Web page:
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How To Memorise Everything As Easily As Remembering Lyrics

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How To Memorise Everything As Easily As Remembering Lyrics

I’ve always wondered why I’m so good at remembering music lyrics. While driving down the highway, I sometimes find it astonishing that I could remember the lyrics of Taylor Swift’s “You Belong With Me” and without hesitation, sing along to it. I can remember catchy songs like this without even trying while my wife sitting next to me has problems remembering the name of the band who sang, “I don’t want to miss a thing”.

The weird thing is, my wife has a memory ten fold better than I have and simple tasks like remembering to take out the trash, bringing along her slippers when fetching her from work or, paying the house conservancy charges, always elude me. Surely there is a way to help me remember daily domestic chores easily like how I remember music lyrics.

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So just how do we remember things like how we can remember the lyrics to hundreds or not thousands of songs? Check out these pointers to help you boost your memory if you’re like me.

1. Repeat and lock it in!

The reason why people remember music lyrics so well is because of practice. For me, I will first hum to a certain song if I like the tune. Then I’ll sub-consciously learn the lyrics (because I’ve never consciously told myself to learn a certain song as it would just seem weird) after listening to it several times and soon enough, I’ll be taking it to my own personal karaoke room – the showers.

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What I’m doing here is practice. If there’s something to remember, we would have to lock it into our heads by repeating it several times. For example, if there are 3 important things you need to do before you leave the house, repeat it in a certain order. “Stove, windows, lights.” And given time, checking these 3 things before leaving house will be second nature to you.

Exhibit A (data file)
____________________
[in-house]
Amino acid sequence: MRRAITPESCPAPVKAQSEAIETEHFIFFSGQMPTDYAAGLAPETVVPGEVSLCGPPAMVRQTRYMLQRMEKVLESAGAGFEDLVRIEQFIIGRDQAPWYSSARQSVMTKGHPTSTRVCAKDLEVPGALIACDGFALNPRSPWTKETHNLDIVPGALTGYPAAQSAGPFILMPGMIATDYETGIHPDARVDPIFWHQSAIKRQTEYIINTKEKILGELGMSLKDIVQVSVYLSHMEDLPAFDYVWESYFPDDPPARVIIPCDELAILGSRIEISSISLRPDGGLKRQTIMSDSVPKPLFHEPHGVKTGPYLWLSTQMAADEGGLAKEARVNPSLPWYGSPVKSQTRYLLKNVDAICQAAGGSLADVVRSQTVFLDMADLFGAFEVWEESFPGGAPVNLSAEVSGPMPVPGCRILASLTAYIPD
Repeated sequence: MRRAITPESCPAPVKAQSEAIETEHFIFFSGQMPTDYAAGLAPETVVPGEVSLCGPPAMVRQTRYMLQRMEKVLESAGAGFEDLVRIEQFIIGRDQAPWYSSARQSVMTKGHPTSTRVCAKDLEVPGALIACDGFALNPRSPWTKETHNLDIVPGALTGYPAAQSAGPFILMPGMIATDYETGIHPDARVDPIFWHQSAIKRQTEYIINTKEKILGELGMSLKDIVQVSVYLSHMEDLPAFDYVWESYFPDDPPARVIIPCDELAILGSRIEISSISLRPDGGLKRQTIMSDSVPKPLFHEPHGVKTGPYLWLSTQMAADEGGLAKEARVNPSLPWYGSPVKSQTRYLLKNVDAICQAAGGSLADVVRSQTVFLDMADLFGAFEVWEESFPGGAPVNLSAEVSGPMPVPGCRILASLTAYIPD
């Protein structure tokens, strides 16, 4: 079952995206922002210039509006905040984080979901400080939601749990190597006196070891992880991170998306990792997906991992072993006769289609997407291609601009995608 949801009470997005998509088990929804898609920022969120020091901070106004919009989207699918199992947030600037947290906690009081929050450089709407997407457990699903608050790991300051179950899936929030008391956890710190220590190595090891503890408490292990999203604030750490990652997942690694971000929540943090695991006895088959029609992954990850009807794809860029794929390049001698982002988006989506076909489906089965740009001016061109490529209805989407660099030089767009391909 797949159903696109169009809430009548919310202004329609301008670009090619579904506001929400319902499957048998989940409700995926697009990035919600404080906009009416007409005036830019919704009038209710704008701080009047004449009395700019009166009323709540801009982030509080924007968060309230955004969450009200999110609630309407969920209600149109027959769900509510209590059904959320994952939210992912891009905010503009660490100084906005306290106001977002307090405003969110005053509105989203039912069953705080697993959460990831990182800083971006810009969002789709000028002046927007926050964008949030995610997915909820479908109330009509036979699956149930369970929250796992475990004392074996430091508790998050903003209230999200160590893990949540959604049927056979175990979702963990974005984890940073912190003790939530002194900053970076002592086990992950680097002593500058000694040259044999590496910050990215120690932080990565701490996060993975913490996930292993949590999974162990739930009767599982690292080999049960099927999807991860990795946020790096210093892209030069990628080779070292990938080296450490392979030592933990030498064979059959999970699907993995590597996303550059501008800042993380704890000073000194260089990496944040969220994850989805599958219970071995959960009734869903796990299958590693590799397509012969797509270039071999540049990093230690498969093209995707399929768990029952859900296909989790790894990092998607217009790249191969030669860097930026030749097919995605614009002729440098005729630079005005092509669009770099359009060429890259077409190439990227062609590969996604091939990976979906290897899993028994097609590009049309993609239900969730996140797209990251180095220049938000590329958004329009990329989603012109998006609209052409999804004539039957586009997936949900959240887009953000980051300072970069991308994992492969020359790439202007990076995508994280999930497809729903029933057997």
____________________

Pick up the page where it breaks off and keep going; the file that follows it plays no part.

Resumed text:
2. Rapping it

The easiest songs to remember are those with words that rhyme. With that being said, I actually have friends that can remember rap lyrics better than songs with catchy tunes because most of the words rhyme so it really depends on which aspects can trigger you to remember a song.

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Studies have shown that making things rhyme will be able to make us recall much easier so why not try to make your to-do list rhyme? If you have a shopping list to remember, create a simple rap song out of items on the list. For example, if you have avocados and detergents on the list, you can create a rap song such as, “I have to buy detergents because there’s too much germs. I have to buy an avocado that comes from San Tiago.”

By linking rhyme items to words such as germs and San Tiago, it’s easier for your brain to pick out the answers because there are lesser cues to consider.